3) Will the I.O.M. Committee be developing guidelines for clinical diagnosis for this illness under its original contract or has or will a new contract(s) be entered into for this project?

    4) Will an opportunity be provided for ME/CFS patients, supporters and other interested parties to meet publicly or privately with the HHS to discuss any concerns they may have with the Report and its recommendations, prior to the approval or rejection of the Report or any of its recommendations?

    5) How and when will the HHS announce to the Public that the Report and its recommendations have been approved or rejected?

    6) How will the HHS announce to the Public what steps it will take to implement the recommendations that it has approved from the Report?

    7) Did the HHS (or one of the other "funders" for this contract) specifically ask the I.O.M. Committee to recommend a new name for this illness, if they should make a recommendation that the name of this illness be changed? Or was the I.O.M. Committee only asked for a recommendation as to whether or not a name change for this illness should be considered? If a specific request was made to the Committee for a recommendation for a new name for this illness, where in the contract or statement of work or other document was this request made?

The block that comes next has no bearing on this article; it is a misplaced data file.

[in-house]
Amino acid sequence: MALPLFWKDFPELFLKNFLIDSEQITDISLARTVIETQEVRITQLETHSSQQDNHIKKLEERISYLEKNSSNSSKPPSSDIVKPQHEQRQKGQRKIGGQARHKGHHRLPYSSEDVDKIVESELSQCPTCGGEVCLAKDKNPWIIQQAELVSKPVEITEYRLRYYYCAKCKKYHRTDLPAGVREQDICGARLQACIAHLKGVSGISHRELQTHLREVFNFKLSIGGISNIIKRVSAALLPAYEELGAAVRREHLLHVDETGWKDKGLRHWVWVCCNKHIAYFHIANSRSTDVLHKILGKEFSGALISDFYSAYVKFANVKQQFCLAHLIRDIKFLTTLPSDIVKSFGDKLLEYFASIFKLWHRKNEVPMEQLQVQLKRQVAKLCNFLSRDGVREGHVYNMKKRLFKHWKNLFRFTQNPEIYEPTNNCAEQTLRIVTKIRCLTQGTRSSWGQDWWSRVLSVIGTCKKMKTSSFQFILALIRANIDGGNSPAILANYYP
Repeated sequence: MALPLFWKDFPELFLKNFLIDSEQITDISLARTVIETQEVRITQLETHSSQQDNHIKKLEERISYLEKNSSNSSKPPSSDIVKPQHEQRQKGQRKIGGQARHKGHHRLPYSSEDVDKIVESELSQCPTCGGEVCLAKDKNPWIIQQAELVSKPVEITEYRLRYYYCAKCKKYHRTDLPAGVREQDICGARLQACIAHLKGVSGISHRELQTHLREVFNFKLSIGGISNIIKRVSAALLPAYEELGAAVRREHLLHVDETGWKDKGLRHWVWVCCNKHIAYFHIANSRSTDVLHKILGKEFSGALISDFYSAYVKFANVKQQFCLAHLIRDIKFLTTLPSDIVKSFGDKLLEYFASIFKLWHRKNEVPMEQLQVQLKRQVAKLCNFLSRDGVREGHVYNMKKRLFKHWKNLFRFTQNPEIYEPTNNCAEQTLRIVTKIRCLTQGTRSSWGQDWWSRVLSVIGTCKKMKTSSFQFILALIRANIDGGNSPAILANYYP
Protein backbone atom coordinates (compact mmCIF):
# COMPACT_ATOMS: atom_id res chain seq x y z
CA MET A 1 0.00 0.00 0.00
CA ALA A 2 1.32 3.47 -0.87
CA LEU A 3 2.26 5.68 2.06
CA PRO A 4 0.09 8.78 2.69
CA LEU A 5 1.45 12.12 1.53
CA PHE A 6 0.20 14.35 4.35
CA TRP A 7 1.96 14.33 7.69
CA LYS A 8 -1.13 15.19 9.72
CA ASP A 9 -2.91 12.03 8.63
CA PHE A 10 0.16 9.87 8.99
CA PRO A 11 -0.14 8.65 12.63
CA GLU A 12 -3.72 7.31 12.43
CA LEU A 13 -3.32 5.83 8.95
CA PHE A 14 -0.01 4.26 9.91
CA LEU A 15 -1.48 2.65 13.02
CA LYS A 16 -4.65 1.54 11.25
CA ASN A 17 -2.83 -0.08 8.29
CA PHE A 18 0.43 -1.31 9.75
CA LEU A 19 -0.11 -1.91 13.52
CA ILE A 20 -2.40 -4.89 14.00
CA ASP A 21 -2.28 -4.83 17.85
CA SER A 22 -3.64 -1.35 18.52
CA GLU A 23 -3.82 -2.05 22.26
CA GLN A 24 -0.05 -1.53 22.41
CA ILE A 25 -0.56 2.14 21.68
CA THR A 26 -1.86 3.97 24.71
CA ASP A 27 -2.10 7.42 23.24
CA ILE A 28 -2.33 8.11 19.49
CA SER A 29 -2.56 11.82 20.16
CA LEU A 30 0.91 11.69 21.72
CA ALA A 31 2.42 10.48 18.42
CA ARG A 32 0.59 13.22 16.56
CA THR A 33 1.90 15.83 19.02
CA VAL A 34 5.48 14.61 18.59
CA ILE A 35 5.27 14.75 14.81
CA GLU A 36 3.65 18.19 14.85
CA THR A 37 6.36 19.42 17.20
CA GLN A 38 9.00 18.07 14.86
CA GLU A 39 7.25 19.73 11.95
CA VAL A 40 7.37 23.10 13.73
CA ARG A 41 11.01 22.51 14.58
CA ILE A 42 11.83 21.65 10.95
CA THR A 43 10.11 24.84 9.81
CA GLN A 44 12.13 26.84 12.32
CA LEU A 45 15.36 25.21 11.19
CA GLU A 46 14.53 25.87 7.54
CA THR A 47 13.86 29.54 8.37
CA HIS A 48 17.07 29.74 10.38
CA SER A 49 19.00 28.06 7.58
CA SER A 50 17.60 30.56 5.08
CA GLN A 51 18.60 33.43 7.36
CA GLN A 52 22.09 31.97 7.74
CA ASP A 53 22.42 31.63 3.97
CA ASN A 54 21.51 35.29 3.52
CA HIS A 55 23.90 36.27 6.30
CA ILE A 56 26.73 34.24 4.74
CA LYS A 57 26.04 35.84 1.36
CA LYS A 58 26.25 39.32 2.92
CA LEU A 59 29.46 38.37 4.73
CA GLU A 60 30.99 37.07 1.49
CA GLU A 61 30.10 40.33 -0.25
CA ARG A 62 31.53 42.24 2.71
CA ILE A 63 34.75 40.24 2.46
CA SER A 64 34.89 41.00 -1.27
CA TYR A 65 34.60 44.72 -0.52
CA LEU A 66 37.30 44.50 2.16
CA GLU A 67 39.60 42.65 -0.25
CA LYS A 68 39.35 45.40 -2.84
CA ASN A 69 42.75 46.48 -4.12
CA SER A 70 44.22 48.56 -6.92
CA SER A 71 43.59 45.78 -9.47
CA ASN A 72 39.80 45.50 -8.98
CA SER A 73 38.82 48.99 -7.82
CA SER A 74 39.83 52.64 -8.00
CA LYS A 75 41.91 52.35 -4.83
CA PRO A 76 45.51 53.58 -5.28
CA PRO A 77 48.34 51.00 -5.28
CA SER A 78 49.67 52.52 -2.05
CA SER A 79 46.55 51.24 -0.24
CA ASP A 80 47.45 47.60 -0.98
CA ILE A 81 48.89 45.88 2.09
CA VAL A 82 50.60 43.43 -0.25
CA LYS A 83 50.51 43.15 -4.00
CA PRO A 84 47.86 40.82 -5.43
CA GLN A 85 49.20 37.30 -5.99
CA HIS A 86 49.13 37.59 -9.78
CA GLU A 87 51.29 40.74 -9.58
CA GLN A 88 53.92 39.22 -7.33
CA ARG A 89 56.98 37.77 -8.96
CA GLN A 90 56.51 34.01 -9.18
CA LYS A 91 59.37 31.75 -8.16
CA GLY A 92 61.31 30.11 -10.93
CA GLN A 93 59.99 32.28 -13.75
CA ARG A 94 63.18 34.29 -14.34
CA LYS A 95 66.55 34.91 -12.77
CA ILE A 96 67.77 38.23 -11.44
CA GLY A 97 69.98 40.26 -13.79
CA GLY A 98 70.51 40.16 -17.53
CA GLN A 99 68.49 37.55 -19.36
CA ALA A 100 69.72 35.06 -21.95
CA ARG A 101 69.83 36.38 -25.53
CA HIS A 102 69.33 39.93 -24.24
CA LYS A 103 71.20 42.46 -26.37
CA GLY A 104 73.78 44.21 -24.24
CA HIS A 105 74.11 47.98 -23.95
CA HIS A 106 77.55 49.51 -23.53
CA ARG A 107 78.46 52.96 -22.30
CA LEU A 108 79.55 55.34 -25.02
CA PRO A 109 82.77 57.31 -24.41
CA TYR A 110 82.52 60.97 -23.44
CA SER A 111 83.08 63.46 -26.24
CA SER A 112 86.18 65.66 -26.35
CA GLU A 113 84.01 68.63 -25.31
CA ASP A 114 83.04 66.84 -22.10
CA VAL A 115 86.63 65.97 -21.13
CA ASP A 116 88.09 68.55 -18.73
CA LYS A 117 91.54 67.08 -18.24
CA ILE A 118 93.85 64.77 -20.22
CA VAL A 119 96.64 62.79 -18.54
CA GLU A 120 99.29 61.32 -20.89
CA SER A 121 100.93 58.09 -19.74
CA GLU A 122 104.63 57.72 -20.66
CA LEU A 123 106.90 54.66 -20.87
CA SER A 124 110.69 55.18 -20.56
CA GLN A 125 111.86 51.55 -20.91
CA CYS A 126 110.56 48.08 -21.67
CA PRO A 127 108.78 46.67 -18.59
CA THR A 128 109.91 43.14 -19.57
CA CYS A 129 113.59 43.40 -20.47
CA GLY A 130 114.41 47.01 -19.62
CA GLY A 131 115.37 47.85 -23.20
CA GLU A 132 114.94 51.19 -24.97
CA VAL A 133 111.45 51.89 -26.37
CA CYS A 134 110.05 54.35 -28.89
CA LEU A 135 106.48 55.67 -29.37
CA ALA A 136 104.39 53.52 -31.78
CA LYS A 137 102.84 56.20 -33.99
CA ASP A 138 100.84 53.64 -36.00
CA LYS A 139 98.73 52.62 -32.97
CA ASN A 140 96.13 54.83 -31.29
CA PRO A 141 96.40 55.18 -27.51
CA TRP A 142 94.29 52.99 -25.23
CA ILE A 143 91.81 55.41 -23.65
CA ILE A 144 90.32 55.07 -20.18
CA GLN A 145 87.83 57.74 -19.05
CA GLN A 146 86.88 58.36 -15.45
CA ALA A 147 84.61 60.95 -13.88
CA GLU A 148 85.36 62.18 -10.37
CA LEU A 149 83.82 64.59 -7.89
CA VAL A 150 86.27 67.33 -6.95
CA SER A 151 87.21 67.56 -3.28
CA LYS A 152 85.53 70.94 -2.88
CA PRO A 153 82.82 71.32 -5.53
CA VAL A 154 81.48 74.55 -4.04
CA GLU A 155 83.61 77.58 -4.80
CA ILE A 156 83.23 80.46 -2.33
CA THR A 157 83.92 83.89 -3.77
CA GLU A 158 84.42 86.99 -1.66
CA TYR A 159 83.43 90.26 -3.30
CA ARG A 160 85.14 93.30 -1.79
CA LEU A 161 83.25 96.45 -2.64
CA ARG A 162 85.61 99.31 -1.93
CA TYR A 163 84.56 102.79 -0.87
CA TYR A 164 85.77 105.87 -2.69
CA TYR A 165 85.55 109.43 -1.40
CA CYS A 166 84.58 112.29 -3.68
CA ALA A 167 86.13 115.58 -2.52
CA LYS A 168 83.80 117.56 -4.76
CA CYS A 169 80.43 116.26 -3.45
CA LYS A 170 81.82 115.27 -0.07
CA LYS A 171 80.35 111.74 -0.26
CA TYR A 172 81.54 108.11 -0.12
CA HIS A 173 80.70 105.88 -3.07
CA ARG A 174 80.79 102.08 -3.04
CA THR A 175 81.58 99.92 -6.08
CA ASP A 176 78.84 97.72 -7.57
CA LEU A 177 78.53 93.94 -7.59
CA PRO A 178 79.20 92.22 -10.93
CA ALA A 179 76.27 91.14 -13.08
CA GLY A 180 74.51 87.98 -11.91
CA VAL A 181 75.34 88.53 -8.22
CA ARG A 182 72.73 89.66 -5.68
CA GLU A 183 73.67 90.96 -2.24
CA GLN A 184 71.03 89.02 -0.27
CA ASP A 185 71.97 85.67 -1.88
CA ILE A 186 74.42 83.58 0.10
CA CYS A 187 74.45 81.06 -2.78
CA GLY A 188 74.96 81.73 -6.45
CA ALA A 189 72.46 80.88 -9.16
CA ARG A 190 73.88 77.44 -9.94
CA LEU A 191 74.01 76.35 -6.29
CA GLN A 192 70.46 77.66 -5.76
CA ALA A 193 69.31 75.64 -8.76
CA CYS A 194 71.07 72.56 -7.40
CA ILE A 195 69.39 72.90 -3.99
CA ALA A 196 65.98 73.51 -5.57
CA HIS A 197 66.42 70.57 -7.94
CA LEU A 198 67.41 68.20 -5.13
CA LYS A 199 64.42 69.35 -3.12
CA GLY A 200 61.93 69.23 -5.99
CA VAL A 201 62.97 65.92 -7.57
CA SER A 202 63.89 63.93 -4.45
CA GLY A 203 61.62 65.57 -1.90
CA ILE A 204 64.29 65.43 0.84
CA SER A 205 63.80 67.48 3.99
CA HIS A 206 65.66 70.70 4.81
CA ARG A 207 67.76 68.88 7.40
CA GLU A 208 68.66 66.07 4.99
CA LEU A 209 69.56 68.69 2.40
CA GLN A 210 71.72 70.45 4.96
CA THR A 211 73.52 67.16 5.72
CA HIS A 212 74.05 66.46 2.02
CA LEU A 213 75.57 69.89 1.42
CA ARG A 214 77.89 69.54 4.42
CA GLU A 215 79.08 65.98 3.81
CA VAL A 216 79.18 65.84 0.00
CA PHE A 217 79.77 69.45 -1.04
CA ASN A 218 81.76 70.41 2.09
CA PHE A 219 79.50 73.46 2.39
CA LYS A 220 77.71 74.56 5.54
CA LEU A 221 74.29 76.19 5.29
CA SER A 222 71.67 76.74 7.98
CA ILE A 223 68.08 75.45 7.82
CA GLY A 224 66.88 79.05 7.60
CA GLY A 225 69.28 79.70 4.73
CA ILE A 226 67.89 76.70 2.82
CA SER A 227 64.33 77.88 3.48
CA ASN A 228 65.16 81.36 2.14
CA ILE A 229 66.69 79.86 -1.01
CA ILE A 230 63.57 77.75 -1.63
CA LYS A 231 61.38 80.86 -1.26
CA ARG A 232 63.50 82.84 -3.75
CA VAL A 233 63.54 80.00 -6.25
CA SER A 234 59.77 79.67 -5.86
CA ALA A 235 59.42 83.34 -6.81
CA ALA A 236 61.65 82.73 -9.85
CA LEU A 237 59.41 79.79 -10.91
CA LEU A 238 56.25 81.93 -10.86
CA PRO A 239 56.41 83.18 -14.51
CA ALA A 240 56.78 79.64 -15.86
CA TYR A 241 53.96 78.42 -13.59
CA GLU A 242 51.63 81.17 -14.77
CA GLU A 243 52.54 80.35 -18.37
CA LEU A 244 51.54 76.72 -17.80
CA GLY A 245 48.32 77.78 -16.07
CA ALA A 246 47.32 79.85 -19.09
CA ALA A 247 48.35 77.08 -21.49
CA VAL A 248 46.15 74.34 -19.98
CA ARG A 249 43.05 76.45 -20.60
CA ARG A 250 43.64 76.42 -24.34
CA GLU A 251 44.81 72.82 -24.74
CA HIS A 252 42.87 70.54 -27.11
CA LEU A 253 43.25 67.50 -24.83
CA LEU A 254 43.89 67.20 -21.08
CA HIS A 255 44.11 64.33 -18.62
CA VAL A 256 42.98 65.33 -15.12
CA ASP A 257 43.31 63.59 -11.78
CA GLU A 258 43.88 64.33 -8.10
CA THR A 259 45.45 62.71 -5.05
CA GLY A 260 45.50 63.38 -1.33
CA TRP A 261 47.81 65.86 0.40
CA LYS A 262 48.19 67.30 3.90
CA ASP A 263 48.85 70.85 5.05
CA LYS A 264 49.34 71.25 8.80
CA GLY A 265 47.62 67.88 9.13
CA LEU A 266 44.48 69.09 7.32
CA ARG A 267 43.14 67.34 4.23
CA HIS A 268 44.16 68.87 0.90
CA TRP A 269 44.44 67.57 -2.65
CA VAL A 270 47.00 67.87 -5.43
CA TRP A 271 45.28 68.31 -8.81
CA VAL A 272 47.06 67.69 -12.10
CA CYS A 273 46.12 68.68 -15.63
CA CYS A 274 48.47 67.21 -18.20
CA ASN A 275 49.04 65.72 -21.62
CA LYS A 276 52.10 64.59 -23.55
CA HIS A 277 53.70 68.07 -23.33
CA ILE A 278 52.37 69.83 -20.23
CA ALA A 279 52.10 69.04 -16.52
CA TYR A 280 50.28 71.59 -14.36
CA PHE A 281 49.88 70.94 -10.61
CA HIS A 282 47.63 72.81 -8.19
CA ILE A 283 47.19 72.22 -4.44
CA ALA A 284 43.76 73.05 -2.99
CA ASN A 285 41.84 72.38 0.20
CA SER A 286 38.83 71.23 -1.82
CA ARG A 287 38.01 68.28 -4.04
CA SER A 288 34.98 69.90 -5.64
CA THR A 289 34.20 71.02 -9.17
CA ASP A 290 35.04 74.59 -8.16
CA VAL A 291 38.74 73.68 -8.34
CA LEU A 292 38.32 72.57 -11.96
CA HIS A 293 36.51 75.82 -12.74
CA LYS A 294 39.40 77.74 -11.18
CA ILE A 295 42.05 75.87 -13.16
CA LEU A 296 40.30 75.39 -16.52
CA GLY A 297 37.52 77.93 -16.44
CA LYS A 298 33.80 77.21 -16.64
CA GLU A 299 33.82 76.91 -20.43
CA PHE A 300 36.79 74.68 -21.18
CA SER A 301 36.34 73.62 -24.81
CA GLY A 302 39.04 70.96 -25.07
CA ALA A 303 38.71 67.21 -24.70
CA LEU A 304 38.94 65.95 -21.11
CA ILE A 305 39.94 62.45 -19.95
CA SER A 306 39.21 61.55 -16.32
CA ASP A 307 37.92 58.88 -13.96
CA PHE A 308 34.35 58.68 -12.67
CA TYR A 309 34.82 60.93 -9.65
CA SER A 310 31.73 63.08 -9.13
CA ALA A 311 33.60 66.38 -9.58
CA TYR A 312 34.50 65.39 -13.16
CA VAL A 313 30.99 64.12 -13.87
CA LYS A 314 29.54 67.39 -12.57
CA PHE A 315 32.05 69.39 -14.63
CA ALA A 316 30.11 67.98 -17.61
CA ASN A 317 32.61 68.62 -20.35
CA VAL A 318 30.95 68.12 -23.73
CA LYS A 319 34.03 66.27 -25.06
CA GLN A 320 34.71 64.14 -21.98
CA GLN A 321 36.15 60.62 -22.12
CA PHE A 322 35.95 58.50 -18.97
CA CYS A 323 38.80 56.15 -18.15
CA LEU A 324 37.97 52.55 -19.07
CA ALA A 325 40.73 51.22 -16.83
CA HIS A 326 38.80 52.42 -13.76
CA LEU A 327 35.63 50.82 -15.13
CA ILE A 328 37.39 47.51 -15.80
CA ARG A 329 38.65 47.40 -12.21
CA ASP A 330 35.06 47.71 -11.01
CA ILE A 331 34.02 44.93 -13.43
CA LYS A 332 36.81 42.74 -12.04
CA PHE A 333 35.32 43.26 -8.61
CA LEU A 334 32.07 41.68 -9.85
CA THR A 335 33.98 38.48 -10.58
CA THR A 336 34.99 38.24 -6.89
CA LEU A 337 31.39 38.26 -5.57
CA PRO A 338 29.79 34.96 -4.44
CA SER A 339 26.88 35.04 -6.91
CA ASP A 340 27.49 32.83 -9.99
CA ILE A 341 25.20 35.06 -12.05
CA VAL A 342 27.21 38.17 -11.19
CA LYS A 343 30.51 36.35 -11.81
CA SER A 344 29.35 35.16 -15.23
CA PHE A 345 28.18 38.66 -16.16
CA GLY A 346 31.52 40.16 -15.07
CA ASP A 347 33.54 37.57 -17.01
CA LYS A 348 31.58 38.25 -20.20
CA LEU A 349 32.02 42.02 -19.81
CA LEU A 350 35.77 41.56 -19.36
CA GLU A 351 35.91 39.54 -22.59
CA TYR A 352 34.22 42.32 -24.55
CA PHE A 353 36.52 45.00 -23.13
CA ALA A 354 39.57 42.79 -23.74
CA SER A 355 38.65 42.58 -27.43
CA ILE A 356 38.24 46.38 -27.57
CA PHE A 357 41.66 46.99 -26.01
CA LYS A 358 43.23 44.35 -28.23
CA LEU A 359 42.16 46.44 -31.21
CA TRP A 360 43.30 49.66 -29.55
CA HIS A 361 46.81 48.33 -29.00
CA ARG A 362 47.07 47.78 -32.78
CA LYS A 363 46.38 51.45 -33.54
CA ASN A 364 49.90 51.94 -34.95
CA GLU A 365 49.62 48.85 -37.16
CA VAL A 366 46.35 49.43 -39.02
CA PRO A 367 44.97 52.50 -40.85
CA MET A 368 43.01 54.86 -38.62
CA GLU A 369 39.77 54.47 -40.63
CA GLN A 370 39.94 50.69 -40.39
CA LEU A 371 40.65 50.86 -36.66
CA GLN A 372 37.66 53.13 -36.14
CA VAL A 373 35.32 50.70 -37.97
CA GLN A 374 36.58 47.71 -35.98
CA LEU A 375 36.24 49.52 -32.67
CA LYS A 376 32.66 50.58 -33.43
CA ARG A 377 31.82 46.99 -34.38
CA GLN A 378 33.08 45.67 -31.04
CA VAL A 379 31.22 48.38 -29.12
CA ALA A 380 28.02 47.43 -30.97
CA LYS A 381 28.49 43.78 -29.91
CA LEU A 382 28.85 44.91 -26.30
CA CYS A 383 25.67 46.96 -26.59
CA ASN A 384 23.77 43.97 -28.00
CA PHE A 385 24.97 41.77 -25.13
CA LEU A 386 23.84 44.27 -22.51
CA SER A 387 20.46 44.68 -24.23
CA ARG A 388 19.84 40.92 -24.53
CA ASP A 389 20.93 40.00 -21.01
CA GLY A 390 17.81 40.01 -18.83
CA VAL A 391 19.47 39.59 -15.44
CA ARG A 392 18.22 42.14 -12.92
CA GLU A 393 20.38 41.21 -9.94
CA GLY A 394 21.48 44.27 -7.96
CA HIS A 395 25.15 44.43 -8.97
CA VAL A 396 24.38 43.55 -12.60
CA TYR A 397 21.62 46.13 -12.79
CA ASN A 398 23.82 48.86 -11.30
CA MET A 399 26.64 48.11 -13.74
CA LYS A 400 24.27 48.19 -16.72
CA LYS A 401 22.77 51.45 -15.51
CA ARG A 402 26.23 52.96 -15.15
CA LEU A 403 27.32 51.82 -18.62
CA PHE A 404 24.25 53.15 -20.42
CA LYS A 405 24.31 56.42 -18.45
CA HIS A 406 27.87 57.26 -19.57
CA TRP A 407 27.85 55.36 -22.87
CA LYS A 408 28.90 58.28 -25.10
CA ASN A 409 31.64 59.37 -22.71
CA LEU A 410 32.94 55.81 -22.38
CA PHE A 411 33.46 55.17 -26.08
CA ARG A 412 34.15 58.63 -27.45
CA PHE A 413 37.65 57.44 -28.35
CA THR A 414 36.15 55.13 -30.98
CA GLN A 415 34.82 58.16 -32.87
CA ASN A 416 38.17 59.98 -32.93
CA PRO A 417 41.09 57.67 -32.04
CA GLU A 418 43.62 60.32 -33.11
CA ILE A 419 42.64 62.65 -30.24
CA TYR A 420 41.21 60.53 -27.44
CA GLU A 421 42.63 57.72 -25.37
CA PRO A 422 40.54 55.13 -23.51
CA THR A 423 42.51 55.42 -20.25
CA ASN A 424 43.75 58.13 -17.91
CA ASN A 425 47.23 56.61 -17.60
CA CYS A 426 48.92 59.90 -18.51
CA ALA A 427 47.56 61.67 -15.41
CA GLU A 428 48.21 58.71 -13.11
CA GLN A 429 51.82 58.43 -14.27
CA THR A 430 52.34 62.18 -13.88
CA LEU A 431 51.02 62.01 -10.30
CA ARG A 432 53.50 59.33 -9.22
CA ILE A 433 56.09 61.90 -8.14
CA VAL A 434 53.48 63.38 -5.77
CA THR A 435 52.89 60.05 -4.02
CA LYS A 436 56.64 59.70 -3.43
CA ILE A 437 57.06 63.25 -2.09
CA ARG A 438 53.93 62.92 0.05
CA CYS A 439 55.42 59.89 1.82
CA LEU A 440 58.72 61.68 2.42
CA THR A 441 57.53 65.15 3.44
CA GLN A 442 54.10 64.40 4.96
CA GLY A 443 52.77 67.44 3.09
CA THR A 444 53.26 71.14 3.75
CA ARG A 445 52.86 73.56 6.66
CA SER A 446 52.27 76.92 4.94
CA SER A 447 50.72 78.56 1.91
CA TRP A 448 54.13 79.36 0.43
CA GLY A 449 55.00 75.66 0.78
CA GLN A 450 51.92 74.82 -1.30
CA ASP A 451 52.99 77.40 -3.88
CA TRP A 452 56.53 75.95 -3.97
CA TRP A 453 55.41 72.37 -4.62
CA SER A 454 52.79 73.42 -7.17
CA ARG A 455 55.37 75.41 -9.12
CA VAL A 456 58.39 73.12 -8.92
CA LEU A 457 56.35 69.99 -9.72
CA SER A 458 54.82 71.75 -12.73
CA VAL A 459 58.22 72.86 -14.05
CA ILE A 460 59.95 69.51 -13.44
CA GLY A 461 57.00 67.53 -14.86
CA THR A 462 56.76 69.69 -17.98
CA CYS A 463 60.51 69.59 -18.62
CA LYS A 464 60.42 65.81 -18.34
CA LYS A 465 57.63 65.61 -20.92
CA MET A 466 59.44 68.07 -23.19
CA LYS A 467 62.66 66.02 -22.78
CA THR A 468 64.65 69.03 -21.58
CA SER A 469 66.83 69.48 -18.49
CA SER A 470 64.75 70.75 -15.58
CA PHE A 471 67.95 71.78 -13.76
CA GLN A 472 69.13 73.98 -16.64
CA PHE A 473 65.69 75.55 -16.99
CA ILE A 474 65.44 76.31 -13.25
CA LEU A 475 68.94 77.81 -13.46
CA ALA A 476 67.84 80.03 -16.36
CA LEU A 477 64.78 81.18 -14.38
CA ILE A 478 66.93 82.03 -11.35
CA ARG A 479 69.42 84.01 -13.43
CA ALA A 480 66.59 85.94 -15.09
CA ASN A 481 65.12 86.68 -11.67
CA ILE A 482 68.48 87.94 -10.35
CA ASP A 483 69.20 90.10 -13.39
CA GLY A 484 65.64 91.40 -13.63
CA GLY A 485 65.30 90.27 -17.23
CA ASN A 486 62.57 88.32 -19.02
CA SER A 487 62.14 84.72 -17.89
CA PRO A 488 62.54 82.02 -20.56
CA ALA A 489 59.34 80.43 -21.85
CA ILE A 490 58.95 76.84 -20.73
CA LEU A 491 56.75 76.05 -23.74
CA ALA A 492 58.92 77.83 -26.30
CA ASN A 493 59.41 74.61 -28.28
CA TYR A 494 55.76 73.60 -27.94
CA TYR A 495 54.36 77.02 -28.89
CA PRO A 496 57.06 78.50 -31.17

8) Was the I.O.M. Committee required to arrive at a unanimous decision about the recommendations in the Report or could the Report have been issued with dissenting opinions?

    9) Does the I.O.M. Committee have the ability to substantively amend its Report, prior to the end of the contract period?

    So many questions, but will there be so many answers? I am not sure if my questions will be answered or ignored or will disappear due to a technical glitch? Fortunately or unfortunately, it really bugs me to have things left hanging. Even if I may be a little slow :sluggish: to get to the starting line, I will keep trying to illicit answers to these questions and let you know how things work out.
     
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  4. taniaaust1

    taniaaust1 Senior Member